In many subjects you learn about what someone did rather than the people. Noether's theorem is extremely important in physics, yet I went many years without realizing Noether was a mathematician and a woman. A piece from The Guardian that links to a talk from the Perimeter Institute.
Noether was a mathematician rather than a physicist, but her theorem, which states that for every continuous symmetry in nature, there is a conservation law, is now part of the bedrock of physics.
A “continuous symmetry” of some system means a variable that can be changed to any value without affecting the system. For example the laws of physics don’t depend on where you are. There is a continuous symmetry with respect to changes of location. Noether’s theorem says that because of this, there must be a conserved quantity.
That quantity is actually momentum. So from an assumption that the laws of physics are the same wherever you are, Noether’s theorem basically allows us to prove, amongst other things, Newton’s First Law: An object will remain at rest or moving with a constant velocity unless acted on by an external force. This is a very powerful principle, with many further profound consequences, and is one of the foundation stones of the Standard Model of particle physics¹. These ideas were needed before moving on to gauge symmetries, broken symmetries and the Higgs boson.
It has been noted that the equations of Nature often seem to know much more than the people who discover them. This year marks the 150th anniversary of the publication of Maxwell's equations. Some comments on the depth of this remarkable work from The Guardian. It is also the 100th anniversary of Einstein's General Theory of Relativity..
Early knowledge of a German atom bomb project was one of the most important sparks for the Manhattan Project. Over the course of the war it became increasingly clear the German effort was too small to produce a device.
People love the myth of the lone genius. It hasn’t been true in science for a long time even though Einstein is frequently cited. Acknowledging his collaborations does nothing to detract from his brilliance. As part of their celebration of the centennial of the publication of the general relativity paper, Nature has published a quick history. Nothing new and not deep, but a nice debunking of the myth.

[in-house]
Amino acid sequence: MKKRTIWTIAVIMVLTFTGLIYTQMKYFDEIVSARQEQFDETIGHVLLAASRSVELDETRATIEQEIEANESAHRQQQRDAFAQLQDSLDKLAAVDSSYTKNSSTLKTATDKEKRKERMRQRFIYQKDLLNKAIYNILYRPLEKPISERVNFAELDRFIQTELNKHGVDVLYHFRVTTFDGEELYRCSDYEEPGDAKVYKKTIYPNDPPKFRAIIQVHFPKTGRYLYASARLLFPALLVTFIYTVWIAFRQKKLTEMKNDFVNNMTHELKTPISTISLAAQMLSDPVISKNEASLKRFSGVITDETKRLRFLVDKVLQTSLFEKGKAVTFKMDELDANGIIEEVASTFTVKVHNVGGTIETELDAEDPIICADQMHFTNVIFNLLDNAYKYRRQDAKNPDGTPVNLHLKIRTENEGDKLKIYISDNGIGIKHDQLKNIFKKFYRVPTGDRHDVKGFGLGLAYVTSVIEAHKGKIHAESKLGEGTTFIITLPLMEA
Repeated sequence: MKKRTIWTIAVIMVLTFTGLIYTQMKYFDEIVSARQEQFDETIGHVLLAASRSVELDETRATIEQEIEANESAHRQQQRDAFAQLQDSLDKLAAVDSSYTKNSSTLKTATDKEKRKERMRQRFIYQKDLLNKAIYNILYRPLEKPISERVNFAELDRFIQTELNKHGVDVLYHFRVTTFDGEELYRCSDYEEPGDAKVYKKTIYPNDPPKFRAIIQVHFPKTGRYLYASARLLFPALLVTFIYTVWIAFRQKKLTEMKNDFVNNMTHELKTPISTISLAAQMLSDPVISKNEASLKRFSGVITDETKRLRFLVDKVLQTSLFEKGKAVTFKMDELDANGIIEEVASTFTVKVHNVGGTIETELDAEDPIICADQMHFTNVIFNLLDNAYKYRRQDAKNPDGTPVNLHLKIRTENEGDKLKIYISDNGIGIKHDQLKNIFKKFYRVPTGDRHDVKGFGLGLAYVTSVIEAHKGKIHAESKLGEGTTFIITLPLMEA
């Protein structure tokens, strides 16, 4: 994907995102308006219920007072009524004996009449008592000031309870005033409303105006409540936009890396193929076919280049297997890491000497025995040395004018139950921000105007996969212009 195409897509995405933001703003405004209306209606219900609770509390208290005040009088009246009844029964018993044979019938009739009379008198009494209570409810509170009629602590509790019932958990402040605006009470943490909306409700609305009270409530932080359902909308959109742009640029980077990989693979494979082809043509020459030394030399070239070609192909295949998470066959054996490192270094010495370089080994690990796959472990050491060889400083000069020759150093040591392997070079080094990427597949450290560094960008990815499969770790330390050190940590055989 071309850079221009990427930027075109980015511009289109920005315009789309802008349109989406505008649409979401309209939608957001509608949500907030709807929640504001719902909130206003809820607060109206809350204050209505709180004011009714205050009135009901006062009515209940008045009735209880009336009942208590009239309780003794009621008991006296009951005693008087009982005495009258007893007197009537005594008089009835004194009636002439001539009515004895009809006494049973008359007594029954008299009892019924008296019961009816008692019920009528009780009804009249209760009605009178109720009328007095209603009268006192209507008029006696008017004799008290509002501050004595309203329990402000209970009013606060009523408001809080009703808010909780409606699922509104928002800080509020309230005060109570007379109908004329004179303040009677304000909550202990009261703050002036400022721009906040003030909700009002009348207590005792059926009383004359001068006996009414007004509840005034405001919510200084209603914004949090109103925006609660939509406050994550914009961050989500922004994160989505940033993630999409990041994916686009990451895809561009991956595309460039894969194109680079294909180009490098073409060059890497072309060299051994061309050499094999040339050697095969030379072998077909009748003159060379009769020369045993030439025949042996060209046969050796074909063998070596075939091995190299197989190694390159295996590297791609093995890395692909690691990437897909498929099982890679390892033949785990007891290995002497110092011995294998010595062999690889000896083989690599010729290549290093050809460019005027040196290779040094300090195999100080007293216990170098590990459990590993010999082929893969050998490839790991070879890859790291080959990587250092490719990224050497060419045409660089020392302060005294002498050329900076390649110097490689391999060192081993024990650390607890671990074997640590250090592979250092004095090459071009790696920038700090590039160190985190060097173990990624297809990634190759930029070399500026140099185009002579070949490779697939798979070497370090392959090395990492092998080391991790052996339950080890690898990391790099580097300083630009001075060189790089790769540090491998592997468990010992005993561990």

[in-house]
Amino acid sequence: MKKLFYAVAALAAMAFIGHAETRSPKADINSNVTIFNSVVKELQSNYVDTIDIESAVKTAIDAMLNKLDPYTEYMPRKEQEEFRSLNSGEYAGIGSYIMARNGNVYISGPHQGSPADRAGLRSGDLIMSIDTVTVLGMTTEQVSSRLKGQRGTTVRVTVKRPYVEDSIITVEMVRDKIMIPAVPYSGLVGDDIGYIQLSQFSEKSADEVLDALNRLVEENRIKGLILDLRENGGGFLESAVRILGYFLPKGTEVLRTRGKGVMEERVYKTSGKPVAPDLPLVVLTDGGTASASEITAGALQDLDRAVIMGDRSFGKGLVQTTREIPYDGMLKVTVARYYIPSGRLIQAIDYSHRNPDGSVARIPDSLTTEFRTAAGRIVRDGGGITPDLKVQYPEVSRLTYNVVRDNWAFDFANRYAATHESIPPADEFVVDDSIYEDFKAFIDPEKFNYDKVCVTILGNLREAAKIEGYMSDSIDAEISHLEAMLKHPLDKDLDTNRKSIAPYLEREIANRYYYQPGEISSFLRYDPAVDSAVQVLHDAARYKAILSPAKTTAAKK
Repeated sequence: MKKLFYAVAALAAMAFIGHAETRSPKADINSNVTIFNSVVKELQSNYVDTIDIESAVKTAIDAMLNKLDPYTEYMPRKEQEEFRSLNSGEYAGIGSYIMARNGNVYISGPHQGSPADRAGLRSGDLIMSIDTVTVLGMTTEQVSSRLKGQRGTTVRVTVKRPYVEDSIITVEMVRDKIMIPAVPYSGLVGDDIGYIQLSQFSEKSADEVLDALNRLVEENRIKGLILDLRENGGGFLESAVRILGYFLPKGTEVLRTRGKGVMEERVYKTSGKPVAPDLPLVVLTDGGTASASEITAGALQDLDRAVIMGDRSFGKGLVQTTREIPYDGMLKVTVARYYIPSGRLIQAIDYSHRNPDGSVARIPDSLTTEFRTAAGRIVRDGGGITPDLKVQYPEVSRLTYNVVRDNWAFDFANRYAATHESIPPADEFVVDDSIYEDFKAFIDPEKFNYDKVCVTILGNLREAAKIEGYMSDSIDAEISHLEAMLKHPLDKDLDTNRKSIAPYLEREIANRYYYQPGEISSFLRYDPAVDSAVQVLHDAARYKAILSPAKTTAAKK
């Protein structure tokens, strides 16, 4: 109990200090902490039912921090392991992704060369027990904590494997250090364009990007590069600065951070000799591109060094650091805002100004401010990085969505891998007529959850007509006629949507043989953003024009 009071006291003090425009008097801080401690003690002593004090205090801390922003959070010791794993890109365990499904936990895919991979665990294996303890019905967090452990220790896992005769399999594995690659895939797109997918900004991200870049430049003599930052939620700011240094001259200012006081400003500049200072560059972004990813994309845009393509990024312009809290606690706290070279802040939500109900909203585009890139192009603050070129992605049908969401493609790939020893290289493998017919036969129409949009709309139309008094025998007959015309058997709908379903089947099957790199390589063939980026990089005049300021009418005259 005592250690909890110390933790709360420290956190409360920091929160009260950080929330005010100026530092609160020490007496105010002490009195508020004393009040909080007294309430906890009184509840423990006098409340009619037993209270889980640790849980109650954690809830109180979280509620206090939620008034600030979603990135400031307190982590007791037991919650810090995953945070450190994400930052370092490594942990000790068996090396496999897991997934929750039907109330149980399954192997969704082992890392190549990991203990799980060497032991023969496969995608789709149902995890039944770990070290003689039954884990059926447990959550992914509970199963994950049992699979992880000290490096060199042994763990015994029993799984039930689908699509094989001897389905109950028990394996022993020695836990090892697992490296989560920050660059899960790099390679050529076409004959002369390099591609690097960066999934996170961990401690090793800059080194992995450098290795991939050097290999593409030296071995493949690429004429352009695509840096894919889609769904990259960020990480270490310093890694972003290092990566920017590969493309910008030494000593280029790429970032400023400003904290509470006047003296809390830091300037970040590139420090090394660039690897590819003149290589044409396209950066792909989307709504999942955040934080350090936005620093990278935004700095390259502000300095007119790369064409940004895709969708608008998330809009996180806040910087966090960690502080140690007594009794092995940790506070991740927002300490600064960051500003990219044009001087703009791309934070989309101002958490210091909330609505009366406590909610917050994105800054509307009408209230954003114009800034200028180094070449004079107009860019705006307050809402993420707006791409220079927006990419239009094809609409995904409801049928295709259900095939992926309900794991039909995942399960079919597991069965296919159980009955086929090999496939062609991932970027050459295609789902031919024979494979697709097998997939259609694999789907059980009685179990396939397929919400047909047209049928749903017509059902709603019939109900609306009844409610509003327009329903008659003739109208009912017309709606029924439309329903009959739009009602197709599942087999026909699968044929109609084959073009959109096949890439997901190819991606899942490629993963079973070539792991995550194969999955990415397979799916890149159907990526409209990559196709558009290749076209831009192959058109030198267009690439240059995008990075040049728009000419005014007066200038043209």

It is disturbing that the lone genius myth is common in engineering and technology. There are some incredibly smart people, but paraphrasing Newton, there are a lot of footprints on shoulders.
Change from dealing with tuberculosis and learning that a contagious bacteria rather than heredity was responsible. Some of the change:
Shorter Hemlines Around the turn of the century, most American women wore long dresses and skirts that reached the ground. But those skirts could be major carriers of germs found on one's floors and out in the streets. Once it became widely known that the tubercle bacilli from someone's saliva could survive for an entire day, women abandoned their long dresses, skirts, bodices, and bustles in favor of shorter hemlines that would not drag along potentially germ-ridden sidewalks.
Shaving Most men at the turn of the century featured stylish beards or mustaches, but showing off a smooth face became a new trend once public health officials maintained that men could transmit dangerous infectious particles through the scruff of their facial hair. An editorial in a 1903 Harper's Weekly stated, "Now that consumption is no longer consumption, but tuberculosis, and is not hereditary but infectious…the theory of science is that the beard is infected with the germs of tuberculosis.” Ultimately, the clean-shaven look became a symbol of the new middle-class man during the period that Harper's Weekly labeled the "the revolt against the whisker."
Robert Hooke's Micrographia is 350 years old. Lots of firsts - the first book with illustrations of plants and insects through a microscope. The first major publication of the Royal Society and probably the first scientific hit with the public. Hooke was the first to use cell to describe biological objects.